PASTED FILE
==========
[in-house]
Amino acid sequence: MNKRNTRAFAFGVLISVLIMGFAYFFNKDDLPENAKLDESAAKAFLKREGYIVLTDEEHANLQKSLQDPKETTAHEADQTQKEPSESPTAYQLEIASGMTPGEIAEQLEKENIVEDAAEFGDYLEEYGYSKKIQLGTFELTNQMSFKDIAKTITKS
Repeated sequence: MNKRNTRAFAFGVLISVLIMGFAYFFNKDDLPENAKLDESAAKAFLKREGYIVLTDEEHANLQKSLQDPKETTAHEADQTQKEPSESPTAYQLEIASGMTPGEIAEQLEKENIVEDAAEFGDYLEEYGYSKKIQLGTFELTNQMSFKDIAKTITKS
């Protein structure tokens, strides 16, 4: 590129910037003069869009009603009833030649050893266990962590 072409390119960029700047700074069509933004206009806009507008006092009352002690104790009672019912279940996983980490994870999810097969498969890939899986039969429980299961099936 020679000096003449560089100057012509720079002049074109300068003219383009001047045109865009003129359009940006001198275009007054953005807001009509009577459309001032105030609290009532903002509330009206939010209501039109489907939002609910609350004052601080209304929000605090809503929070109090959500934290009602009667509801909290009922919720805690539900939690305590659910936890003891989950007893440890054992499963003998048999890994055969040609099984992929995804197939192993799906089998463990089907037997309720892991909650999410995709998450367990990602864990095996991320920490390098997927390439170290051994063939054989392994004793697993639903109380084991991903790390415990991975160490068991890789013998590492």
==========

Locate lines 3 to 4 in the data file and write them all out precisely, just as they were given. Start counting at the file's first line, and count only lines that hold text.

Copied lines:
Repeated sequence: MNKRNTRAFAFGVLISVLIMGFAYFFNKDDLPENAKLDESAAKAFLKREGYIVLTDEEHANLQKSLQDPKETTAHEADQTQKEPSESPTAYQLEIASGMTPGEIAEQLEKENIVEDAAEFGDYLEEYGYSKKIQLGTFELTNQMSFKDIAKTITKS
């Protein structure tokens, strides 16, 4: 590129910037003069869009009603009833030649050893266990962590 072409390119960029700047700074069509933004206009806009507008006092009352002690104790009672019912279940996983980490994870999810097969498969890939899986039969429980299961099936 020679000096003449560089100057012509720079002049074109300068003219383009001047045109865009003129359009940006001198275009007054953005807001009509009577459309001032105030609290009532903002509330009206939010209501039109489907939002609910609350004052601080209304929000605090809503929070109090959500934290009602009667509801909290009922919720805690539900939690305590659910936890003891989950007893440890054992499963003998048999890994055969040609099984992929995804197939192993799906089998463990089907037997309720892991909650999410995709998450367990990602864990095996991320920490390098997927390439170290051994063939054989392994004793697993639903109380084991991903790390415990991975160490068991890789013998590492």